Medicare vs. Medicaid: What’s The Difference?

Medicare vs. Medicaid: What’s The Difference?

Oct 04 2014

With names so similar, Medicare and Medicaid are often mixed up.

Both programs aim to provide affordable health care options for specific populations, but they are quite different. Medicare vs. Medicaid – here are the differences:

  1. Medicaid is an assistance program.
    Medicare is an insurance program.
  1. Medicaid serves the low-income population at every age.
    Medicare serves individuals over 65 (and some younger individuals with disabilities, as well as dialysis patients).
  1. Patients with Medicaid often pay no part of their medical expense costs and often only a small co-pay.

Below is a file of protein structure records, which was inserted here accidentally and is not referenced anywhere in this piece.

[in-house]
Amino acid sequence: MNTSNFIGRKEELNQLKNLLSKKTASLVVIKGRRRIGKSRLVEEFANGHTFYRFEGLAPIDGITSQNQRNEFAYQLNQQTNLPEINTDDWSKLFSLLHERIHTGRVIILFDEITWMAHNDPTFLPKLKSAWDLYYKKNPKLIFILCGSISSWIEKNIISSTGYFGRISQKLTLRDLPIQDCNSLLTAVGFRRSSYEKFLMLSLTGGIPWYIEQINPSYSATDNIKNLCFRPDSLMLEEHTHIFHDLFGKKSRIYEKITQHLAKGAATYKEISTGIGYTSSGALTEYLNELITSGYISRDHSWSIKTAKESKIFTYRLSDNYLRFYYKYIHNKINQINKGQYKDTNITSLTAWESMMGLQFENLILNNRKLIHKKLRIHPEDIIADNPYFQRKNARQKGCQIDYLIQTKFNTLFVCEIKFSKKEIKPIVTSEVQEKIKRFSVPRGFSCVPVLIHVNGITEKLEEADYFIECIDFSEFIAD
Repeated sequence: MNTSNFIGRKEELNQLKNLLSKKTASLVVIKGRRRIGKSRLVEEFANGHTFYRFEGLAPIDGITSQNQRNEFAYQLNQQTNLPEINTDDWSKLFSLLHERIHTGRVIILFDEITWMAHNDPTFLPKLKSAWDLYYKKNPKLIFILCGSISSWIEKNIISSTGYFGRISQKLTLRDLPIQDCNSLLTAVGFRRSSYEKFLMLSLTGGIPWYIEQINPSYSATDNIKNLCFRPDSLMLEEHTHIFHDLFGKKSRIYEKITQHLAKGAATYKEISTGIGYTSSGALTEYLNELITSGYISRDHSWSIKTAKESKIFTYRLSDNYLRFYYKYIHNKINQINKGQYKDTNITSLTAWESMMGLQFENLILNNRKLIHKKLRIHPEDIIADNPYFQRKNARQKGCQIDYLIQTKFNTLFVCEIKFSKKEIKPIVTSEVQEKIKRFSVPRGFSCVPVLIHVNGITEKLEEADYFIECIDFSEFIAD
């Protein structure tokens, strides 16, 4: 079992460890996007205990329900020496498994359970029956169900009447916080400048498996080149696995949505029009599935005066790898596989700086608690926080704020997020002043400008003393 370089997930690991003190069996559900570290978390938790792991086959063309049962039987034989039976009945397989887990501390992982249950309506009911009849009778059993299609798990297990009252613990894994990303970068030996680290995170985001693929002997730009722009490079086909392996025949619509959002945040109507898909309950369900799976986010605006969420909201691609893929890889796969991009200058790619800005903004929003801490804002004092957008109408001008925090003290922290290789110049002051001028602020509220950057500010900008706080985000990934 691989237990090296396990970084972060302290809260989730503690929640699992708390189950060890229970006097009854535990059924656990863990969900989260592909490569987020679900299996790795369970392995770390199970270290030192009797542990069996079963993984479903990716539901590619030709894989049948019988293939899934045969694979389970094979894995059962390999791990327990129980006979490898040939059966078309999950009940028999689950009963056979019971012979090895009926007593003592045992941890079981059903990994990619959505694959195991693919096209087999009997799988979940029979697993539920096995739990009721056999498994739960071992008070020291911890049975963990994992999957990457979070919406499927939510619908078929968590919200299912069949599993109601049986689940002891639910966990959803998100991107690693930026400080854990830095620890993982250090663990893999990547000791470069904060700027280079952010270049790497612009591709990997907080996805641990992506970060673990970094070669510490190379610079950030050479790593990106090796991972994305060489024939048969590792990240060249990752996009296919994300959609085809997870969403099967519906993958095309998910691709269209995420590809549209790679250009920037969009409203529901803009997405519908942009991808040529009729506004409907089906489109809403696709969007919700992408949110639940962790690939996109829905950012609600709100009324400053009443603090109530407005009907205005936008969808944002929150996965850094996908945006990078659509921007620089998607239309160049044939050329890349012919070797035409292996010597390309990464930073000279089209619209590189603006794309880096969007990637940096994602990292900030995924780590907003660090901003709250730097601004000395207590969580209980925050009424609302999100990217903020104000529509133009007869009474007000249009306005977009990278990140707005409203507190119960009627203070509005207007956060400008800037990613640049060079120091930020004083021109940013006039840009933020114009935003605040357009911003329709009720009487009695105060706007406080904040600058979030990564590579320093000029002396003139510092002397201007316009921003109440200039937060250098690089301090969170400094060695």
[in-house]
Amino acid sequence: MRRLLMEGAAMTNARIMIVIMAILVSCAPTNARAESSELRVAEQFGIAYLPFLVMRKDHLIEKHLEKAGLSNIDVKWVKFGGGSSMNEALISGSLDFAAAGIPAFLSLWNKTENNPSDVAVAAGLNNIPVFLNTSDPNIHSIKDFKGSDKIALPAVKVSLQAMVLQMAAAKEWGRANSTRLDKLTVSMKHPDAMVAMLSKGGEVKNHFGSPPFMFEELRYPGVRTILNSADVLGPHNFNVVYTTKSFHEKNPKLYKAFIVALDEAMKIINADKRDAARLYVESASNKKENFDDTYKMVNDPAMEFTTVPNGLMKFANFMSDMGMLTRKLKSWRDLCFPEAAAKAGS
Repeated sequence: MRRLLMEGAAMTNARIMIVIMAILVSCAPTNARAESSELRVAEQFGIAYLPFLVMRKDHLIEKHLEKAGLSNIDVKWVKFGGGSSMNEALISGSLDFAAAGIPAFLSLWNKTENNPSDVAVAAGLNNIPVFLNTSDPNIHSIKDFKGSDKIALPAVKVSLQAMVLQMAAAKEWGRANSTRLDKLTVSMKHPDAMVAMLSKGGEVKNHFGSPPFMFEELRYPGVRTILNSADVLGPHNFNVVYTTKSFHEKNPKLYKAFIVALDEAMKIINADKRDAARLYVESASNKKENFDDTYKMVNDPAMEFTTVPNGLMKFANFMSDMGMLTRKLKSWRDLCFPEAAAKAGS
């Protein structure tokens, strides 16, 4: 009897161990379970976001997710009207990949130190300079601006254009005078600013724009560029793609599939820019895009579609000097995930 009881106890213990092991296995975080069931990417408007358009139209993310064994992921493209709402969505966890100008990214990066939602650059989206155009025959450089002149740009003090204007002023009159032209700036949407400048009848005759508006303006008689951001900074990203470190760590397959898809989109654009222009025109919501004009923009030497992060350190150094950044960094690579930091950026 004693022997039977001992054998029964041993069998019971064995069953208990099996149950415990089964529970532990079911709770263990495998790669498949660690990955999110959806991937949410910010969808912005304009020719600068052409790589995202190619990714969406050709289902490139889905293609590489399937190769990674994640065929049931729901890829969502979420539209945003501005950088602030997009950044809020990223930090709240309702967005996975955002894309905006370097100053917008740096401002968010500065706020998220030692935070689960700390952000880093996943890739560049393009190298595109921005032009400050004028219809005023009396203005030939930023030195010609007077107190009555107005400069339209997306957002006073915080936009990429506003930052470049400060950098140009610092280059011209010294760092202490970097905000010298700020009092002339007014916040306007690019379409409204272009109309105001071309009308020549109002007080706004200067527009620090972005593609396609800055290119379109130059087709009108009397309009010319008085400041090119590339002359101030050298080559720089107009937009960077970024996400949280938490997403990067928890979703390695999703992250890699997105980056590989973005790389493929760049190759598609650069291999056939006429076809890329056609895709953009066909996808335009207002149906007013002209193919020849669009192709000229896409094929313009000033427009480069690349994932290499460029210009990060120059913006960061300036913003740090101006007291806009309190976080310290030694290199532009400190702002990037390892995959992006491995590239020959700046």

Patients with Medicare pay parts of their medical expense costs through deductibles for hospital coverage and a small monthly premium for non-hospital coverage.
  1. Medicaid medical bills are paid from federal, state and local tax funds.
    Medicare medical bills are paid for from trust funds set up and paid into through Social Security.
  1. Medicaid is a federal-state program and because of this, coverage differs from state to state.
    Medicare is a federal program and is basically the same everywhere in the United States.

These are two options to help individuals secure health care if they are part of the specific population group each plan targets.

To learn about your eligibility, visit Michigan.gov or meet with an agent.


Priority Health has HMO-POS and PPO plans with a Medicare contract. Enrollment in Priority Health Medicare depends on contract renewal.

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